Norte: A Novel

  • By Edmundo Paz Soldán; translated by Valerie Miles
  • University of Chicago Press
  • 312 pp.

A somber story of Mexican immigrants in the U.S. struggling with life, death, and a feeling of foreignness.

I learned in Spanish class that the idiom perder el norte means to lose one’s bearings, to be at a loss.

In Norte, author Edmundo Paz Soldán, a Bolivian expat, portrays three strong and ultimately interconnected voices of Latin-American immigrants who “are lost in the immensity of the US.” These voices speak of displacement, grief, and loss, the result of the painful tension between the cultural self and the smothering seduction of the United States, el Norte.

Originally published in Spanish in 2011, Norte has now been translated into English by Valerie Miles, who “wanted to preserve that feel of a novel that was narrated from outside the U.S. looking in.”

Both aspirational and debilitating for South-American immigrants, the U.S. is a place where one can find oneself or lose one’s soul. Through Jesús, Michelle, and Martín, we understand that, while the border between Mexico and America is a political and economic boundary, the border is also a porous emotional line between belonging and escape, dignity and hopelessness. The characters understand that “leaving one’s place on earth is a very cruel experience.”

Jesús, from Villa Ahumada in Northern Mexico, is a school and societal dropout. His Papá left to find work across the border, never to return. Because of abandonment and his family’s poverty, Jesús struggles with his impulses, his despair, and his personal impotence.

In the first chapter, Jesús commits a horrific rape and murder, finding a personal power and an addiction that drives his serial atrocities. His deeply pathological impulses create the crime story that is a strand throughout the novel. “He could do it again, though, sin problema. The thrill of the hunt, the turn-on of being ruthless, the risk.”

As Paz Soldán’s spare narration focuses on his character’s grotesque violence, the descriptions are profoundly unnerving and, for this reader, pass into the gratuitous. Perhaps some restraint might better lead the reader to understand Jesús’ cultural and class desperation.

On the other hand, Michelle’s story, narrated in the first person, stands as a foil. Earning a master of Latin-American literature degree in South Texas, she is articulate, introspective, and intellectually nuanced where Jesús is a blunt weapon of impulsive violence. She comes from an immigrant family in which her Papá is “incurably homesick” for Bolivia. Just as her Mamá says, “His head is always somewhere else,” Michelle finds herself similarly disoriented.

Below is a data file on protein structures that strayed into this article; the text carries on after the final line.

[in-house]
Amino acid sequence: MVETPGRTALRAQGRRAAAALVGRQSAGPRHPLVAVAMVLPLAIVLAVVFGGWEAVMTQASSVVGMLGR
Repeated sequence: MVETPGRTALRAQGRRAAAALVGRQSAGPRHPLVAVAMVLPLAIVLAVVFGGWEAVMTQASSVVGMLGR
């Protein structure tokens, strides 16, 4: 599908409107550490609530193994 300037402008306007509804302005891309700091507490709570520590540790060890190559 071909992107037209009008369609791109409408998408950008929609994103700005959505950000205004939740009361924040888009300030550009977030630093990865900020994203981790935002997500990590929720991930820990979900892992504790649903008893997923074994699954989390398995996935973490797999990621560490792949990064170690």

Working a shift at the local Taco Hut, she struggles with her academic direction. She wants to be an artist, but her “family background wasn’t conducive to being an artist.” Her relationship with Fabián Colamarino, a much older professor, is complicated and is yet another thread that weaves through the novel.

“He’s so edgy, and his heart is autistic.” And it is in this tension, “a mixture of desire and rage,” she fears will overwhelm the rest of her life, “lost in the ambiguity of loving and not loving.”

Michelle waves off an invitation to write in a show catalogue about the retrospective exhibition of Martín Ramirez, the third voice in Norte. “Something in his work was trying to speak to me, but I wasn’t in the mood to listen.”

A year later, she goes to the exhibit, and it is there she realizes “that I had begun backwards: it takes years of painting and writing before a person can find what their specific recurring themes are.” She has not even begun telling her story through her art.

While Michelle’s search for relationships and direction as a Bolivian-American is intriguing, Paz Soldán’s characterization of her intellectual journey unfortunately sometimes verges on a self-indulgent enjoyment of her intellectual ruminations.

The third and perhaps most compelling voice is Martín, an undocumented immigrant in California. He “had been a whole man when [his wife] found him, but now he was broken, alone.” Leaving his ranch and family to cross over to the North to pay off debt and escape the violence in Mexico, Martín cannot understand nor be understood. English sounds “like an insult” to him.

Anonymous, penniless, adrift, and sick, Martín embodies the loss, displacement, and loneliness of immigrants living in shadows. Eventually institutionalized for disabling emotional issues at the Stockton State Hospital, he sees himself as “a prisoner who endured, who didn’t surrender.”

In the daily chaos of excretions, screaming, and putridity, “drawing was the only thing that calmed him.” His art, a reflection of his lost wife and children, his beloved Mexico, and his dignity, evolves over time until his work achieves national acclaim after his death.

Edmundo Paz Soldán has written a riveting and gritty story of Hispanic immigrants. Through Norte, a story of crime and punishment, poverty and class, cultural and familial grief, the author has given us very different voices, each with a distinct and compelling rhythm and cultural ecology.

What I find so appealing about Norte is that Paz Soldán makes no attempt to sugarcoat the grim and persistent realities he portrays about immigrants who face being “one more digit in a disposable labor force…at the cost of living without dreams.”

He clearly asserts that the struggle against perder el norte is an arduous process of keeping one’s soul on the immigrant journey; his novel is but one stop on that journey.

Russell MacMullan is a former English teacher and head of several independent schools. He has written extensively to school communities on educational issues.

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